Although distractions have long been thought detrimental to learning, two new experiments have tested what happens when people are also distracted as they try to recall what they’ve learnt.

Dr. Joo-Hyun Song, who led the study, explained:

“The underlying assumption people have is that divided attention is bad — if you divide your attention, your performance should get worse.

But learning has a later, skill-retrieval part.

People haven’t studied what’s the role of divided attention in memory recall later.”

The study, published in the journal Psychological Science, looked at motor learning, the kind which is activated when playing sports, driving or anything which involves coordinating new movements (Song & Bedard, 2014).

People played a computer game in which they had to virtually reach to grab a target.

At the same time symbols streamed by underneath, which sometimes people were asked to count.

The results showed that those who were distracted from the motor task by also having to count symbols performed just as well as those whose attention was undivided, as long as they were distracted at both learning and recall.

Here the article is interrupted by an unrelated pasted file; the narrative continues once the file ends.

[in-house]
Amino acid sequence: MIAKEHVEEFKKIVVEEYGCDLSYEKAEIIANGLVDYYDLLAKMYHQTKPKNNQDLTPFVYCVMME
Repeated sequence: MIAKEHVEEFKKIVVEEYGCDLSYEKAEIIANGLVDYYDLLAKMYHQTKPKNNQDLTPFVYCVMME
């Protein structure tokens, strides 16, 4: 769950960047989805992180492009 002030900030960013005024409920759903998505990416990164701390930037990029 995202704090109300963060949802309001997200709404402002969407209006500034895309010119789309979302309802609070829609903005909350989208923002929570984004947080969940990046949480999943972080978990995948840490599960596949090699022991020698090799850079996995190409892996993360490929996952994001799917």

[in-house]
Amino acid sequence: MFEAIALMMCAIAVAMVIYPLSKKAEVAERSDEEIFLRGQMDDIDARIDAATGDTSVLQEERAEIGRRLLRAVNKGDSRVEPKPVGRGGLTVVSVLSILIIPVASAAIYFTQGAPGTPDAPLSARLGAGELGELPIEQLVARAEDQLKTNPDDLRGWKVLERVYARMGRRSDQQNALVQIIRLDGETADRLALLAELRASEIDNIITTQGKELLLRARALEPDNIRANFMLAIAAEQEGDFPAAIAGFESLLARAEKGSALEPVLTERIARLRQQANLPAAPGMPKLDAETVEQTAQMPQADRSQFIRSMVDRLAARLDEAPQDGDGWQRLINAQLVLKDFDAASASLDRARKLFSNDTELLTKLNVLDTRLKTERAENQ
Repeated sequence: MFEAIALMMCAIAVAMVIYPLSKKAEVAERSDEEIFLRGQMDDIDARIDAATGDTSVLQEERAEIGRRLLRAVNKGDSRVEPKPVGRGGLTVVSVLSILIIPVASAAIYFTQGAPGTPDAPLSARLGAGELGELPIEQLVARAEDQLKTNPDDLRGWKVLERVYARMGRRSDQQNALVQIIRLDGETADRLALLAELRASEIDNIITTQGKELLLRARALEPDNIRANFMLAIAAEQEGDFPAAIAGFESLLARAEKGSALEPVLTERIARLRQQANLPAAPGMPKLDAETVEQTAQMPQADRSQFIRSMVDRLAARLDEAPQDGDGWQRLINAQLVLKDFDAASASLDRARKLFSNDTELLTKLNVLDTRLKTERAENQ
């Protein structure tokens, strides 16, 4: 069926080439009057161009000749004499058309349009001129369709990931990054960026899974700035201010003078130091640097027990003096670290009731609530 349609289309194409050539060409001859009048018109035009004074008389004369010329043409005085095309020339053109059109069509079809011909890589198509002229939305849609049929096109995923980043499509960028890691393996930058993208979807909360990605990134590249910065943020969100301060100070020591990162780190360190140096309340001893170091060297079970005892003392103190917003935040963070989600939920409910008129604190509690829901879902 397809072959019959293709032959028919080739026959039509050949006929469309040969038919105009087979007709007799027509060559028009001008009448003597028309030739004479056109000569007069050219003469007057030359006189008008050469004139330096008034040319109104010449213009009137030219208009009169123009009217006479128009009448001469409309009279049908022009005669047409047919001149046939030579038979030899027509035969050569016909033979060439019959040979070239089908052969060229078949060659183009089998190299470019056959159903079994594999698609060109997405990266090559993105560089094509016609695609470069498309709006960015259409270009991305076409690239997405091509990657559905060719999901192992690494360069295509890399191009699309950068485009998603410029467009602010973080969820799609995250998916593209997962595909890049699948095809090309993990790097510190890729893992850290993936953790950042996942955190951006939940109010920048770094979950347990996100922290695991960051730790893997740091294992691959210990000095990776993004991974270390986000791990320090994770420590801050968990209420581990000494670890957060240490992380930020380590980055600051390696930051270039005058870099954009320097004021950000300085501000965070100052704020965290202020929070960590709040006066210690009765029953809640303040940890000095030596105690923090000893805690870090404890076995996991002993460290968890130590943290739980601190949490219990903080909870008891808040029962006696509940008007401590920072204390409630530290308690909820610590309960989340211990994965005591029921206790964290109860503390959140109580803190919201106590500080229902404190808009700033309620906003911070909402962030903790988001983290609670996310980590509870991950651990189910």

People who were only distracted during learning, or only during recall, performed worse.

A second study showed that the distractions don’t need to be the same ones.

Instead of different shapes, the researchers tried varying the brightness of the distractions and even using different sounds.

The researchers were surprised to find that it made no difference: people who were distracted at both learning and recall did better than those only distracted at one or the other.

The study only tested motor learning, so we don’t know if the same is true of other types of learning, like visual or linguistic.

Dr. Song is not yet sure how or why the brain responds positively to divided attention in the first place.

She said:

“For now my working hypothesis is that this creates an internal representation in which divided attention is associated with the motor learning process, so it can work as an internal cue.”

If divided attention really can cue memory, then so much the better in this age of endless distractions.

So, I hope you learned something new and that you’ll be able to retain and learn better now.

As always thanks for reading and until next time.

P.S. If you liked this post then you’ll like my books as well. You can get them on Amazon.